[urban interfaces] Blogs
Guest blogpost: Yu Sang – Beyond Sight: Navigating Urban Through Listening
For our [urban interfaces] seminar series on the theme Creative Urban Methods (year 2022-2023), we invited participants to write blogposts. The best and most interesting ones we publish on our website.
Below is the blogpost for seminar session #3, written by Yu Sang:
Yu Sang is currently a research Master’s student in Media Studies at the University of Amsterdam, with a specialization in Television and Cross-Media Culture. Her research interests are in the intersection of environmental media, infrastructure studies, and urban studies. Prior to pursuing her Master’s degree, Yu completed a Bachelor of Science in Interactive Media Art at New York University, where she was involved in several research projects related to urban design and public art.
Beyond Sight: Navigating Urban Through Listening
By Yu Sang
Listening as Practice
In the final session of the seminar on Creative Urban Methods from [Urban Interfaces], we collaboratively explored the concept of deep listening as a creative research method to study urban space. Nahuel Cano, an actor and sound artist, shared his experiences with sounds during his performances and artistic creations. He carefully described the nuances of silence, delay, and change within the film set, interpreting them as vital components that arise from the interaction between sounds, environment, and human bodies. For Cano, the soundscape is not just a background; it becomes a transformative medium for artistic engagement. He does not perceive listening as a mere passive act; instead, it is a conduit for him to interact with and be shaped by the world.
Cano’s perspective on listening draws considerable inspiration from Salome Voegelin’s philosophy of sound. In Voegelin’s book, Listening to Noise and Silence: Toward a Philosophy of Sound Art: Towards a Philosophy of Sound Art(2010), she elaborates on the concept of intersubjectivity, positing it as a vital role in listening practice. Unlike a viewer, who maintains a discernible distance from what they observe, a listener’s position is always “entwined with the heard” (Voegelin 2010, 5). This intimate proximity collapses the space between the subject and the object, fostering a unique intersubjectivity in the act of listening. Then, what insights can we glean from an immersive listening practice? How does deep listening reshape our understanding of the surrounding space? With these questions in mind, we experimented with deep listening as a way of sensing and making sense of the environment in the following part of the session.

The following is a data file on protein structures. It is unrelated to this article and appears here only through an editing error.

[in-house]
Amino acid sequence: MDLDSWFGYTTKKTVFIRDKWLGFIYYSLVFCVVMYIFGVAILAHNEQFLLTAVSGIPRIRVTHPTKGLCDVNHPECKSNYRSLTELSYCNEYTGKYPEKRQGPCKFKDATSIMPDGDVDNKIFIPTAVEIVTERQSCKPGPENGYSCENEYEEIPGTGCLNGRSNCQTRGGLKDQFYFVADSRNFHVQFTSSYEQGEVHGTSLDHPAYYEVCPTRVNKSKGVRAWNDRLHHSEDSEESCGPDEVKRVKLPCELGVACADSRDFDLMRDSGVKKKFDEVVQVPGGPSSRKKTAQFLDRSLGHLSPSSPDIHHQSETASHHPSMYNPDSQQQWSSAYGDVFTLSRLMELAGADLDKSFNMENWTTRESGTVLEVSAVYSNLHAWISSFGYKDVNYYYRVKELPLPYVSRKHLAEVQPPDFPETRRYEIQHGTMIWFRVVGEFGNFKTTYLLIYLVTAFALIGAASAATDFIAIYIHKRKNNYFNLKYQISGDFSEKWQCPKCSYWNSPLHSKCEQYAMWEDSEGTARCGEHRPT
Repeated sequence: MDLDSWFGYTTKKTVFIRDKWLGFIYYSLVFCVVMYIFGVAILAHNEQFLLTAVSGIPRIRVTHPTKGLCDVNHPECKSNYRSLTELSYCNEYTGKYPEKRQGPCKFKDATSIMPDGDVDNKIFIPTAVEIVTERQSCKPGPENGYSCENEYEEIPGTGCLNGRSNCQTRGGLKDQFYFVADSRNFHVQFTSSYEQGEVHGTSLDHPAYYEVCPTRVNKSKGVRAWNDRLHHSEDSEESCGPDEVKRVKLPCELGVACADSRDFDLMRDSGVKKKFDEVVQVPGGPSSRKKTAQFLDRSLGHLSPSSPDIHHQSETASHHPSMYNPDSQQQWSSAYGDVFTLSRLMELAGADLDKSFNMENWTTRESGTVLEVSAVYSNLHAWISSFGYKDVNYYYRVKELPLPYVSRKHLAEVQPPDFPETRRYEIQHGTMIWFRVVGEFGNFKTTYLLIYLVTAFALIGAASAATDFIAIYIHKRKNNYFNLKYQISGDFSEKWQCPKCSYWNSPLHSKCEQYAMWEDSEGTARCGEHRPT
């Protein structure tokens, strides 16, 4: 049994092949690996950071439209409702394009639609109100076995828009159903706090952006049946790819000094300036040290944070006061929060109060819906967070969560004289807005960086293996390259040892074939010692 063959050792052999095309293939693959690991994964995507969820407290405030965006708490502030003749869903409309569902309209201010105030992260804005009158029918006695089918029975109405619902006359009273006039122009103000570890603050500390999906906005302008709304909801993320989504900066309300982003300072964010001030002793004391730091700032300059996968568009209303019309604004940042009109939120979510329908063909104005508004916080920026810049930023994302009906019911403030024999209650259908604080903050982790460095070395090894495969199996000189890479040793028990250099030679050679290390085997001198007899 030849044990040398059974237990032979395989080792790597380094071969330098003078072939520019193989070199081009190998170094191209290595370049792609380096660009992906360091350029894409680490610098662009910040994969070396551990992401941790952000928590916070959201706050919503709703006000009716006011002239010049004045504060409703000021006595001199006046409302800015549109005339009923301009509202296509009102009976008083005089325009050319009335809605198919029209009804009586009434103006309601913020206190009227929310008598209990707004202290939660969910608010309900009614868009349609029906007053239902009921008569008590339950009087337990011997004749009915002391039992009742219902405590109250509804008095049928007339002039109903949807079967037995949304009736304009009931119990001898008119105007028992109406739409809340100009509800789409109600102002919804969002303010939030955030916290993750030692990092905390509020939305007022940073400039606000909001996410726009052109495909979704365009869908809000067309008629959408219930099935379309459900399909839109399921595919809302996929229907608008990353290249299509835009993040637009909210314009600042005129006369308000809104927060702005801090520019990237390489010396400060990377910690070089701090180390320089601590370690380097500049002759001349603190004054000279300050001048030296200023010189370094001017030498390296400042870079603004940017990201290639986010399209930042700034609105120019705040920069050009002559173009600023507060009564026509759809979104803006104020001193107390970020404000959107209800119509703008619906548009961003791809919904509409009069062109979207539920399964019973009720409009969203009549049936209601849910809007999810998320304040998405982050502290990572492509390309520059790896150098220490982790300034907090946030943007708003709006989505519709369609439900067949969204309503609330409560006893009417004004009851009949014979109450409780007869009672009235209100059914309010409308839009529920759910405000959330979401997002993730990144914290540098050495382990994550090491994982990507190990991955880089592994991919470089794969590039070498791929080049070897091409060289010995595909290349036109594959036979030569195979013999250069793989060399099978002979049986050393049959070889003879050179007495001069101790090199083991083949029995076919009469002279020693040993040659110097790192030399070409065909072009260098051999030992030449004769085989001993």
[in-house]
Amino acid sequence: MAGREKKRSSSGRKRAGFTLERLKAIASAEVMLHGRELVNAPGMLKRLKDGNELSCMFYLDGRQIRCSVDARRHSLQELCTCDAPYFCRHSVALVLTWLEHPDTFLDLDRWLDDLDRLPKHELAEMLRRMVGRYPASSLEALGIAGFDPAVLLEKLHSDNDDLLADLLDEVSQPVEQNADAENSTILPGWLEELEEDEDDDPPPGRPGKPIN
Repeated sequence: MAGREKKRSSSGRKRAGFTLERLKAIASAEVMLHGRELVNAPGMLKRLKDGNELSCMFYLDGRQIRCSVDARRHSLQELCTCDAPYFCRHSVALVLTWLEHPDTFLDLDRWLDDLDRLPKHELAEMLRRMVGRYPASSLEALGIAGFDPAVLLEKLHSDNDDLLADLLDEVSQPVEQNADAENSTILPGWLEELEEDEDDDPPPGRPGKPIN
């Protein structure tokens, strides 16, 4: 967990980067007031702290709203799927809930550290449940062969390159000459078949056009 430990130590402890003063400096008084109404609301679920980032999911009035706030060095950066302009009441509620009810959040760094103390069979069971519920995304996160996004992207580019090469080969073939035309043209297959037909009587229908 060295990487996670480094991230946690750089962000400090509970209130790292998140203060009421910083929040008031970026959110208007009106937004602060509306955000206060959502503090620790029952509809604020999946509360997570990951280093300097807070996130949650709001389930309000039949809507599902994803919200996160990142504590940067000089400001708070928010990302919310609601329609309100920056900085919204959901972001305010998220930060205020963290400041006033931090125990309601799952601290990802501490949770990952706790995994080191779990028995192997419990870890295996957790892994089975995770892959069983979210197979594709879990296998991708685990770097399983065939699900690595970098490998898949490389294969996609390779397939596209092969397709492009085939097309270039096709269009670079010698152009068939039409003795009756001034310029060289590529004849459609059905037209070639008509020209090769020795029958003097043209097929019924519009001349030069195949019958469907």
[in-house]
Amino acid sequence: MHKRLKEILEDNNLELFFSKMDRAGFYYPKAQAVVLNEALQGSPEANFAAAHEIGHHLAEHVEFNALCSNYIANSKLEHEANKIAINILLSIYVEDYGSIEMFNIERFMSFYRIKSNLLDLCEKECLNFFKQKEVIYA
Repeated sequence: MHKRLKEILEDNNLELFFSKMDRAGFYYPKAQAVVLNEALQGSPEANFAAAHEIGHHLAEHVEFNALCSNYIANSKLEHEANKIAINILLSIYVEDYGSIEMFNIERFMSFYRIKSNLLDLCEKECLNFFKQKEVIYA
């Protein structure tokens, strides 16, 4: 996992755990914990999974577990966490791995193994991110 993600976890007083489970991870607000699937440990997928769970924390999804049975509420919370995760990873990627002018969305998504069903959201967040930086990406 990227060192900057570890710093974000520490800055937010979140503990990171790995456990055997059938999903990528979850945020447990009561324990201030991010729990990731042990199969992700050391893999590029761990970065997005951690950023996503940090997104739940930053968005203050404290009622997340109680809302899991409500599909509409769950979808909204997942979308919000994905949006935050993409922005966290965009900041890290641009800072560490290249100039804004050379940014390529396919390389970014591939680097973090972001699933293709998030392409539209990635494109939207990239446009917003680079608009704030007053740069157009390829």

Exercise 1: Listen to the Surrounding
We stood near the room’s entrance with our eyes closed. As someone with aphantasia, closing my eyes meant a complete detachment from visual information and the inability to summon mental imagery. I experienced a moment of anxiety and then, a mix of sounds – the subtle electronic buzz, creaks emanating from the room’s aged furniture, distant church bells, and footsteps that echoed the city’s life – all intermingling with my own rhythmic breathing. I could not precisely pinpoint the sources but merely received them. My attempt to distinguish and relate them to familiar auditory memories invoked an unsettling anxiety, reminiscent of sleepless nights when even faint sounds, like a distant car’s hum, became amplified. During this process, the delineation between the internal and external, self and the outer world, past and present blurred, and each sound coalesced into my unified auditory experience.